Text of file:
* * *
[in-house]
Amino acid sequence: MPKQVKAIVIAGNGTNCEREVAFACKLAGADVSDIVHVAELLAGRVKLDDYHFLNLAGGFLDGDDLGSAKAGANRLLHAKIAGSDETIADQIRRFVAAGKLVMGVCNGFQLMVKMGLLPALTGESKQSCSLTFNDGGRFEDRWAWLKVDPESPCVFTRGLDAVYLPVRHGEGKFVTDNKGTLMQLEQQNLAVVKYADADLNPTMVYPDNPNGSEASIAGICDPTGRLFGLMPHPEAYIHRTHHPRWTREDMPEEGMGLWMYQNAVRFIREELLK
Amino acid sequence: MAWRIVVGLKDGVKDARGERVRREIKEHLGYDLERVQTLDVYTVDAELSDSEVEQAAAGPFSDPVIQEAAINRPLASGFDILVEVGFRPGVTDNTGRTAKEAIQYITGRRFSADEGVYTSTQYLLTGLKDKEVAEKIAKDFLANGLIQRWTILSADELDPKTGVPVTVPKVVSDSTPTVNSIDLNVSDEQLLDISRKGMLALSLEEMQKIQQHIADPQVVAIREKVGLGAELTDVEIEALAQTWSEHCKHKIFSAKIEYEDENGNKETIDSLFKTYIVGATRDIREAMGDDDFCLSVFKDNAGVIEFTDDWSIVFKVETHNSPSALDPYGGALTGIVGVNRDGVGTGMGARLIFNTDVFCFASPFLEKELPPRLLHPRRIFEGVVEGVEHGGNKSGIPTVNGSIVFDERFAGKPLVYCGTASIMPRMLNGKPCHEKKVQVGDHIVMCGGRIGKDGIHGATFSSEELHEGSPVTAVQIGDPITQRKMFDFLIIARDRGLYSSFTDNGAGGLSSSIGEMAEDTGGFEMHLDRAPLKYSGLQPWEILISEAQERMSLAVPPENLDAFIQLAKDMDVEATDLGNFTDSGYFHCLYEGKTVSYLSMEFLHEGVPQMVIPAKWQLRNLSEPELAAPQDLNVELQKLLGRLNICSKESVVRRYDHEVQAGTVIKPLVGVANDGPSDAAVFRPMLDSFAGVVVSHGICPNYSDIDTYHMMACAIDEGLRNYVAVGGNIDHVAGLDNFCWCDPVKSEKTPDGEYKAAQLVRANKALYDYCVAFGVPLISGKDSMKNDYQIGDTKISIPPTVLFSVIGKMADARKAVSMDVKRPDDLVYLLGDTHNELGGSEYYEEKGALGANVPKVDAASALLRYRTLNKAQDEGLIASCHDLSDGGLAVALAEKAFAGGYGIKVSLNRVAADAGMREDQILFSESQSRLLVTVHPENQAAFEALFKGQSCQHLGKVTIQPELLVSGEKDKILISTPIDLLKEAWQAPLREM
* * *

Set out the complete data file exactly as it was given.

[in-house]
Amino acid sequence: MPKQVKAIVIAGNGTNCEREVAFACKLAGADVSDIVHVAELLAGRVKLDDYHFLNLAGGFLDGDDLGSAKAGANRLLHAKIAGSDETIADQIRRFVAAGKLVMGVCNGFQLMVKMGLLPALTGESKQSCSLTFNDGGRFEDRWAWLKVDPESPCVFTRGLDAVYLPVRHGEGKFVTDNKGTLMQLEQQNLAVVKYADADLNPTMVYPDNPNGSEASIAGICDPTGRLFGLMPHPEAYIHRTHHPRWTREDMPEEGMGLWMYQNAVRFIREELLK
Amino acid sequence: MAWRIVVGLKDGVKDARGERVRREIKEHLGYDLERVQTLDVYTVDAELSDSEVEQAAAGPFSDPVIQEAAINRPLASGFDILVEVGFRPGVTDNTGRTAKEAIQYITGRRFSADEGVYTSTQYLLTGLKDKEVAEKIAKDFLANGLIQRWTILSADELDPKTGVPVTVPKVVSDSTPTVNSIDLNVSDEQLLDISRKGMLALSLEEMQKIQQHIADPQVVAIREKVGLGAELTDVEIEALAQTWSEHCKHKIFSAKIEYEDENGNKETIDSLFKTYIVGATRDIREAMGDDDFCLSVFKDNAGVIEFTDDWSIVFKVETHNSPSALDPYGGALTGIVGVNRDGVGTGMGARLIFNTDVFCFASPFLEKELPPRLLHPRRIFEGVVEGVEHGGNKSGIPTVNGSIVFDERFAGKPLVYCGTASIMPRMLNGKPCHEKKVQVGDHIVMCGGRIGKDGIHGATFSSEELHEGSPVTAVQIGDPITQRKMFDFLIIARDRGLYSSFTDNGAGGLSSSIGEMAEDTGGFEMHLDRAPLKYSGLQPWEILISEAQERMSLAVPPENLDAFIQLAKDMDVEATDLGNFTDSGYFHCLYEGKTVSYLSMEFLHEGVPQMVIPAKWQLRNLSEPELAAPQDLNVELQKLLGRLNICSKESVVRRYDHEVQAGTVIKPLVGVANDGPSDAAVFRPMLDSFAGVVVSHGICPNYSDIDTYHMMACAIDEGLRNYVAVGGNIDHVAGLDNFCWCDPVKSEKTPDGEYKAAQLVRANKALYDYCVAFGVPLISGKDSMKNDYQIGDTKISIPPTVLFSVIGKMADARKAVSMDVKRPDDLVYLLGDTHNELGGSEYYEEKGALGANVPKVDAASALLRYRTLNKAQDEGLIASCHDLSDGGLAVALAEKAFAGGYGIKVSLNRVAADAGMREDQILFSESQSRLLVTVHPENQAAFEALFKGQSCQHLGKVTIQPELLVSGEKDKILISTPIDLLKEAWQAPLREM